Agnes Scott is considered the first higher education institution in the state of Georgia to receive regional accreditation. The current president is Elizabeth Kiss, the founding director of Duke University's Kenan Institute for Ethics. On July 27, 1994, the campus was listed on the National Register of Historic Places as part of the South Candler Street-Agnes Scott College Historic District. The historic district boundaries are EastAgnes Scott College was established in 1889 with a distinctive mission: to educate women for the betterment of their families and the elevation of their region. Today, that mission has evolved into a commitment to educate women from around the world to ï¿½think deeply, live honorably and engage the intellectual and social challenges of their times.ï¿½ The college was named in honor of Agnes Irvine Scott, a Scots-Irish immigrant who upheld a strong sense of integrity and intellectual curiosity. Her son Col. George Washington Scott was the collegeï¿½s primary benefactor, and the Rev. Frank Henry Gaines, minister of Decatur Presbyterian Church, was the founding president. Initially named the Decatur Female Seminary in 1889 and renamed the Agnes Scott Institute in 1890, the college was chartered as Agnes Scott College in 1906 and was the first institution of higher education in Georgia to receive regional accreditation. Academic and Moral Leadership Student self-government under an honor code has been a hallmark since 1906. A founding member of many national and regional educational associations, Agnes Scott has been a member of Phi Beta Kappa since 1926. Since the early 1920s, the college has ranked in the top 10 percent of American colleges whose graduates complete Ph.D. degrees. Presbyterian Origins Founded in the Presbyterian educational movement that started with Princeton University, Agnes Scott continues to be related to the Presbyterian Church (U.S.A.), and its Board of Trustees is an independent, self-perpetuating governing body. Diversity with Unity The Agnes Scott student body has expanded to include women who represent the diversity that is the United States and the world and women who are returning to college to complete their degrees. The engagement of the Agnes Scott community in the intellectual, cultural and social issues of its times represents both the proud history and the bright future of the college College Ave., South McDonough St., S. Candler St., East Hill St. and East Davis St. It includes the entire campus, as well as historic homes adjacent to the campus. The campus is also designated by the City of Decatur as a historic district.
Total 91 acres (Suburban), Athletic complex 7 acres, Bradley Observatory and Delafield Planetarium 1.5 acres.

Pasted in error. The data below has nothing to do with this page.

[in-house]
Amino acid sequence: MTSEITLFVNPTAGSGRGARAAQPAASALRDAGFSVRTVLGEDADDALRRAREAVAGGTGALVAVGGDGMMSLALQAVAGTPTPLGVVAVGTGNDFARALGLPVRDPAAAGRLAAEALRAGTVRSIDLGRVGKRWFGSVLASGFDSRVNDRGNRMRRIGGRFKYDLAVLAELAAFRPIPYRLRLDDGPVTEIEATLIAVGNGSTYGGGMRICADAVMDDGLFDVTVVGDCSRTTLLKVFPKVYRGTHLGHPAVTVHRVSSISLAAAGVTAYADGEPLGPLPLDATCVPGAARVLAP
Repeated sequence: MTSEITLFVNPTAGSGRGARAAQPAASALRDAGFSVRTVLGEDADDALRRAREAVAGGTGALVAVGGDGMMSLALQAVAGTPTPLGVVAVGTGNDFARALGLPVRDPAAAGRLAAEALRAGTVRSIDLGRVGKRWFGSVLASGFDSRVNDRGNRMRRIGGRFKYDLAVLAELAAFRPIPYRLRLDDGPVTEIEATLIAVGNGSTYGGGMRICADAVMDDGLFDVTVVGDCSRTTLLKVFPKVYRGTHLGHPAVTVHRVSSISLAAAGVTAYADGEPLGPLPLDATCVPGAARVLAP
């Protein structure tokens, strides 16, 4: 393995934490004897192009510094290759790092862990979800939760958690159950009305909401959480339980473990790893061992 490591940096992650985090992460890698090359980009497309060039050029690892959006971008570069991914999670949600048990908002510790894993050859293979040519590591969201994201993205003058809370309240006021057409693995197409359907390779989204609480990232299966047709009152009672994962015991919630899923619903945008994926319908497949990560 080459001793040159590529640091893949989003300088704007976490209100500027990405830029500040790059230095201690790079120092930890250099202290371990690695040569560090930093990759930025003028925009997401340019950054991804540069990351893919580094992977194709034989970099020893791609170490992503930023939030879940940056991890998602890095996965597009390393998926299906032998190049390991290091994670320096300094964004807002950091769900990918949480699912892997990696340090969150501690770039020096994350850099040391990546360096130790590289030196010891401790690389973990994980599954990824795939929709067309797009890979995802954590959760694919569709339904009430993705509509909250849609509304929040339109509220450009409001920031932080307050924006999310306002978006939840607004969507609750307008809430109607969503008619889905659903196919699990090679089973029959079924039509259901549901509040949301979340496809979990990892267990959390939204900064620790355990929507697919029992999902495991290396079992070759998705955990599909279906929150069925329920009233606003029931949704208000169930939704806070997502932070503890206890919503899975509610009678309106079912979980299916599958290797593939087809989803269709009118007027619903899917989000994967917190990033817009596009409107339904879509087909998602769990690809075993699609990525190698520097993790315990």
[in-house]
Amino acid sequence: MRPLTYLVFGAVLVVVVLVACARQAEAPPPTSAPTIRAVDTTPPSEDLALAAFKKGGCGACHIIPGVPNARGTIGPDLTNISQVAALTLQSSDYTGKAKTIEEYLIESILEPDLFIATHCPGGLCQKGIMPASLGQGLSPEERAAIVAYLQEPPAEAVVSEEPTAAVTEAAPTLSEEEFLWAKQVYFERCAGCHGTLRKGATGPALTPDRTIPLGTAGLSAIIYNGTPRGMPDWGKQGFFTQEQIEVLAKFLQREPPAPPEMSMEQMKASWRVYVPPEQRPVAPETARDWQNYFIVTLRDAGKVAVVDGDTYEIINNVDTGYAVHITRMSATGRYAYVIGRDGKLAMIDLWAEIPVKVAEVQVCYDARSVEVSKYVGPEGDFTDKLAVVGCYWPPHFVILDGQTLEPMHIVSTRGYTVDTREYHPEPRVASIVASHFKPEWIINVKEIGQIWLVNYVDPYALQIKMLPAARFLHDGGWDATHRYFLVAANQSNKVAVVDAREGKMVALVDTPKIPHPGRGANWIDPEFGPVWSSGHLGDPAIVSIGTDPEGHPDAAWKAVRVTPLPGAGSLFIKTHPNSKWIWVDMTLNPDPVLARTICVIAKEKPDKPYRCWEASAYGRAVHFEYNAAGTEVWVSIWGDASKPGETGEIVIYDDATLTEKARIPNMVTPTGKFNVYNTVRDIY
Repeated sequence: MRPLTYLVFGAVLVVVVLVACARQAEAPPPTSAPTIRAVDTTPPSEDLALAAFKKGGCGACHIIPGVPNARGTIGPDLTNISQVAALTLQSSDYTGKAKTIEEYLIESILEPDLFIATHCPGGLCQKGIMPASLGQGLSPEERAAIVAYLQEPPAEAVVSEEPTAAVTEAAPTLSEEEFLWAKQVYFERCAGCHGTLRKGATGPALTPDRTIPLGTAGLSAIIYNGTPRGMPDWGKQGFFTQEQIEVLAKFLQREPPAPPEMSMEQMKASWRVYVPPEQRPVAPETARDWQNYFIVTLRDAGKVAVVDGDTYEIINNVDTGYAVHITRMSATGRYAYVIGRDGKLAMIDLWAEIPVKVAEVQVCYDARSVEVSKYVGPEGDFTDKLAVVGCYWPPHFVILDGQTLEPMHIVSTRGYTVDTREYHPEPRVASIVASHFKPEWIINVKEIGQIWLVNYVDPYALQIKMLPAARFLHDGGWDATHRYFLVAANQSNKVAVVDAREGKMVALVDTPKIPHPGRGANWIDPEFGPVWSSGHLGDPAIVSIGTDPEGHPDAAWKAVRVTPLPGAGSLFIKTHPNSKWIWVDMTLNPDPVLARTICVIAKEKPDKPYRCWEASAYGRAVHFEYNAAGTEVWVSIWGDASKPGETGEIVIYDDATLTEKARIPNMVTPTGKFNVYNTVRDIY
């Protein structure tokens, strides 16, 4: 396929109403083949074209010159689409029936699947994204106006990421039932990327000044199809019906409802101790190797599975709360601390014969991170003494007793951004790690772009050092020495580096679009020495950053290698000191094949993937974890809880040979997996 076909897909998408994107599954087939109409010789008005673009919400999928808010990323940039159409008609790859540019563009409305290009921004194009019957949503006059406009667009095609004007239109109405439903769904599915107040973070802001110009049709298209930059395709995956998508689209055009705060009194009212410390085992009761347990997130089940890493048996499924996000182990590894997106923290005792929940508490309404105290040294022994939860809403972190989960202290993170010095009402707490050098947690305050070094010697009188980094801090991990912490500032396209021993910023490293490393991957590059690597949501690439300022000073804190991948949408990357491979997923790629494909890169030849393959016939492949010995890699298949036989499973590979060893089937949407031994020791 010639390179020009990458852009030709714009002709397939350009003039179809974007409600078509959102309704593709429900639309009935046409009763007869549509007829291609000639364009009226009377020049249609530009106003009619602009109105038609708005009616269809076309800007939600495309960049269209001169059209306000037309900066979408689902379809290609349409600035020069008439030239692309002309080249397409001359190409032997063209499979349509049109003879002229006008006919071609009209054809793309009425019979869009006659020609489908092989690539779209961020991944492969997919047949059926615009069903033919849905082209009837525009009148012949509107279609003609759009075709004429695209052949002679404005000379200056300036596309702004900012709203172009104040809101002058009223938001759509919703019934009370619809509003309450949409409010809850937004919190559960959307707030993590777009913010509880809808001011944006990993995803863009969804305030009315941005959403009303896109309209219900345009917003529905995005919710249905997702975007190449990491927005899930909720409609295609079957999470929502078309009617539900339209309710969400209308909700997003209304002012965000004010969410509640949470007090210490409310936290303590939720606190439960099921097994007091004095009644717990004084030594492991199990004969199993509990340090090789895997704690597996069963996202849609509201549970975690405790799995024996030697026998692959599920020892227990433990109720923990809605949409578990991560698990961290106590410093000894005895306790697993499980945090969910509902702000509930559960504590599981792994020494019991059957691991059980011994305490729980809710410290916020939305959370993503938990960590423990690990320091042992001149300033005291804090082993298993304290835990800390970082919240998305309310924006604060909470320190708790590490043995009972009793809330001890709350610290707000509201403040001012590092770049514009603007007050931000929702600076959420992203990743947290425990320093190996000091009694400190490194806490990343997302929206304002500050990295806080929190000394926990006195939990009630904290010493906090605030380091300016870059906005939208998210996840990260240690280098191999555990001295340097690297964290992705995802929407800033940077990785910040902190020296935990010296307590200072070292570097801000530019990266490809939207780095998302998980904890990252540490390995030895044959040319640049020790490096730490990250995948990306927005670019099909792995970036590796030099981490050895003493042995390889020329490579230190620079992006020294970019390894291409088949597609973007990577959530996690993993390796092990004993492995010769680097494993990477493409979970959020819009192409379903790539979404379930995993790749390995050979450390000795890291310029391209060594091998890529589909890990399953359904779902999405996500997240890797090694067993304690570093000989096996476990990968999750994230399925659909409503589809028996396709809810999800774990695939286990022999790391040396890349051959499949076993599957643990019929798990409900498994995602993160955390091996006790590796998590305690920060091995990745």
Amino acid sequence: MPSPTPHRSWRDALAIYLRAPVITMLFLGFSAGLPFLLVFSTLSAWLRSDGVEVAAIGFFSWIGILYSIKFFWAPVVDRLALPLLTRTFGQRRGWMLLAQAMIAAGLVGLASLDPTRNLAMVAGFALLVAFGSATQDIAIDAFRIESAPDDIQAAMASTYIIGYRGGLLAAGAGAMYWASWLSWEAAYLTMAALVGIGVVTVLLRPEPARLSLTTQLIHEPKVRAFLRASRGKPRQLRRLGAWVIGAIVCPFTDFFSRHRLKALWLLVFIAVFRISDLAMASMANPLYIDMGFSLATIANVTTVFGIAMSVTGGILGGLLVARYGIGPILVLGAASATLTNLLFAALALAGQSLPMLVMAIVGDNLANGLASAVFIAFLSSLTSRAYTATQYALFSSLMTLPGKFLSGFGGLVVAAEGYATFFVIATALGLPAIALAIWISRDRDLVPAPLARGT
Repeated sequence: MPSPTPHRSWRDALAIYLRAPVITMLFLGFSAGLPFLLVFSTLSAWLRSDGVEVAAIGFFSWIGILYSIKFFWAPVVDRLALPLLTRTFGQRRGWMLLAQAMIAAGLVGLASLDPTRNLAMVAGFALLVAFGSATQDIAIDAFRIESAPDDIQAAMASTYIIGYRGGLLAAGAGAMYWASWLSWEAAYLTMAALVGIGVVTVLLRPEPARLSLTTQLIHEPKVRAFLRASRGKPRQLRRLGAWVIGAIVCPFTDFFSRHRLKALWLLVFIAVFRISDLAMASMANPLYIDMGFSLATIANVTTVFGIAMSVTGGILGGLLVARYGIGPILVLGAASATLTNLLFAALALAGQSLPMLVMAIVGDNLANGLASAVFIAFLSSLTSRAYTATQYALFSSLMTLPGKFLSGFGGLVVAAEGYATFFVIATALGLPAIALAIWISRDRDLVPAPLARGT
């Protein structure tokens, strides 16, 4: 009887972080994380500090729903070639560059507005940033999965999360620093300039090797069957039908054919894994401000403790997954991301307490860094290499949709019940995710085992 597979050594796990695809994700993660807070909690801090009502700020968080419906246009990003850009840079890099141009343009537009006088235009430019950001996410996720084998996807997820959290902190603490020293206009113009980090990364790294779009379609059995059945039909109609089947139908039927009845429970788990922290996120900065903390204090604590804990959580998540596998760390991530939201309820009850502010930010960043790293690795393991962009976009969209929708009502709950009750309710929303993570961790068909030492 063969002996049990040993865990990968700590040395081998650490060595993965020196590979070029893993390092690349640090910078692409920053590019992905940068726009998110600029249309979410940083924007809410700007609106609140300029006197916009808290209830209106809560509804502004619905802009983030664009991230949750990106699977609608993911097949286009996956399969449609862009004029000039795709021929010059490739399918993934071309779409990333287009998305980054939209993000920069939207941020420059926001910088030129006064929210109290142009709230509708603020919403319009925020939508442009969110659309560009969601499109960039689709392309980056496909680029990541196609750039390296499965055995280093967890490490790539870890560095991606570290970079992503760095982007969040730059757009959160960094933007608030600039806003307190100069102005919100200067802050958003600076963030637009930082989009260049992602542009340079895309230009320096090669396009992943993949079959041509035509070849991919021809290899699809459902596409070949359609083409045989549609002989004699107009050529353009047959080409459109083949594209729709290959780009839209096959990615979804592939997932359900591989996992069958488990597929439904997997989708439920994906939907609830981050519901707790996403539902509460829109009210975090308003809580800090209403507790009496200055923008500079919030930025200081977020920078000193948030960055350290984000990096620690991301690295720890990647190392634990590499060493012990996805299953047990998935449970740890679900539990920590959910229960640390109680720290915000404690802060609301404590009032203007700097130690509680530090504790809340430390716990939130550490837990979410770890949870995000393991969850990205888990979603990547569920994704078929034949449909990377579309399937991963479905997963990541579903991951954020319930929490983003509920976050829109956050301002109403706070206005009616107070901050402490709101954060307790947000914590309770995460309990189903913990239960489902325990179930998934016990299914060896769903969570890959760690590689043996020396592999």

Nathalie Anderson ï¿½70, poet and author of Following Fred Astaire Osjha Anderson Domenicone ï¿½96, Miss Georgia 1999 Ruth Janet Pirkle Berkeley ï¿½22, one of the nationï¿½s first women psychiatrists Margaret Booth (Agnes Scott Institute, d.), educational and cultural mentor for the Montgomery, Alabama area; Inducted into the Alabama Women's Hall of Fame posthumously in 1999 Sammye Burnett Brown ï¿½68, the first woman president of the Georgia Association of Psychiatrists Mary Brown Bullock ï¿½66, president emerita and only alumna to serve as president of the college Ila Burdette ï¿½81, Georgia's first female Rhodes scholar Dorothy Cave ï¿½49, prominent New Mexico author and historian Faith Yao Yu Chao ï¿½61, founder and director of the Evergreen Educational Foundation, a recent Bill and Melinda Gates foundation award winner Carolyn Crawford Chesnutt ï¿½55, served as executive director of the Southeast Consortium of Minorities in Engineering Constance W. Curry ï¿½55, civil rights activist and author of the award-winning Silver Rights Ann Crichton ï¿½61, served as first woman mayor of Decatur, Georgia and representative of the state of Kentuckyï¿½s interests in Great Britain Laura Dorsey ï¿½66x, hospital chaplain, author and founder of Gardens for Peace, an international organization which designates gardens as places of meditation and a symbol of peace Susie Goodman Elson ï¿½59, served as president of the National Mental Health Association Daphne Faulkner ï¿½83, religious and political activist, founder and first president of the Georgia chapter of People of Faith for the ERA Mamie Lee Ratliff Finger ï¿½39, president of the foundation that funds Ewha Women's University in Seoul, Korea, the largest women's university in the world Carolyn Essig Friedrich ï¿½22, the first woman elected to represent the upstate in the South Carolina House of Representatives in 1966 Margot Gayle ï¿½31x, American historic preservationist and author who helped save the Victorian cast-iron architecture in New York City's SoHo district Karen Gearreald ï¿½66, Agnes Scott's first blind student, who answered the final question to beat Princeton (see above) and was named Outstanding Alumna for Distinguished Career in 1997 Mary Duckworth Gellerstedt ï¿½46, the first woman president of the Atlanta Symphony Board of Directors who was also named Atlanta Volunteer of the Year in 1986 Sophie Haas Gimble ï¿½1912, fashion designer and merchandiser at Saks Fifth Avenue who appeared on the cover of Time magazine in 1947 Elizabeth Riseley Griffin ï¿½97, a biology student whose death after contracting the herpes B virus while working with Rhesus macaques at the Yerkes Regional Primate Research Center led to the creation of a memorial foundation and legislation governing primate research safety in the United States Katherine Harris ï¿½79, former Florida Secretary of State and U.S. Representative Rachelle Henderlite ï¿½28 (d.), the first woman to be ordained a minister in the Presbyterian Church (USA) Bertha "B" Holt ï¿½38 (d.), former North Carolina State Representative and children's rights advocate Amy Kim ï¿½97, winner of the 2007 Academy Award for "Best Live Action Short Film" for her work as a producer on West Bank Story Katherine "Kay" Krill ï¿½77, CEO of Ann Taylor Michelle Malone ï¿½90x, musician Catherine Marshall ï¿½36, author of the novel Christy, later made into a TV series and A Man Called Peter Joanna Cook Moore, actress and mother of Tatum O'Neal Jennifer Nettles ï¿½97, Lead singer of the AMA and Grammy award winning country music band Sugarland Frances Newman (Agnes Scott Institute, d.), first librarian of Atlanta's Carnegie Library and celebrated feminist novelist, author of The Hard-Boiled Virgin, Dead Lovers are Faithful Lovers, and The Gold-Fish Bowl Marsha Norman ï¿½69x, playwright Evangeline Thomas Papageorge ï¿½28, the first woman full-time manager at Emory University School of Medicine Jessica Daves Parker 1914, editor in chief of Vogue magazine 1952ï¿½1962 Susan Philips ï¿½67, the first woman to chair a financial regulatory agency (the Commodity Futures Trading Commission) Carolyn Forman Piel ï¿½40, elected in 1986, she is the first female president of the American Academy of Pediatrics Margaret Evans Porter ï¿½80, romance novelist Mia Puckett ï¿½86, first female, black District Attorney in the state of Alabama, currently state director of human resources Jeanne Addison Roberts ï¿½47, served as president of the Shakespeare Society of America in 1986 Louise Rï¿½ska-Hardy ï¿½72, Phi Beta Kappa, philosopher specializing in philosophy of language and of mind Agnes White Sanford ï¿½19x, author of the book The Healing Light Saycon Sengbloh ï¿½00x, Broadway star and recording artist Pris Shepperd Taylor ï¿½58, served as editor of the Phi Beta Kappa journal Jean H. Toal ï¿½65, Chief Justice of the South Carolina Supreme Court M. Virginia Tuggle ï¿½44, the first woman on the Georgia State Board of Medical Examiners Leila Ross Wilburn 1904, Architect Priyam Bhargava 2008, Miss India USA 2013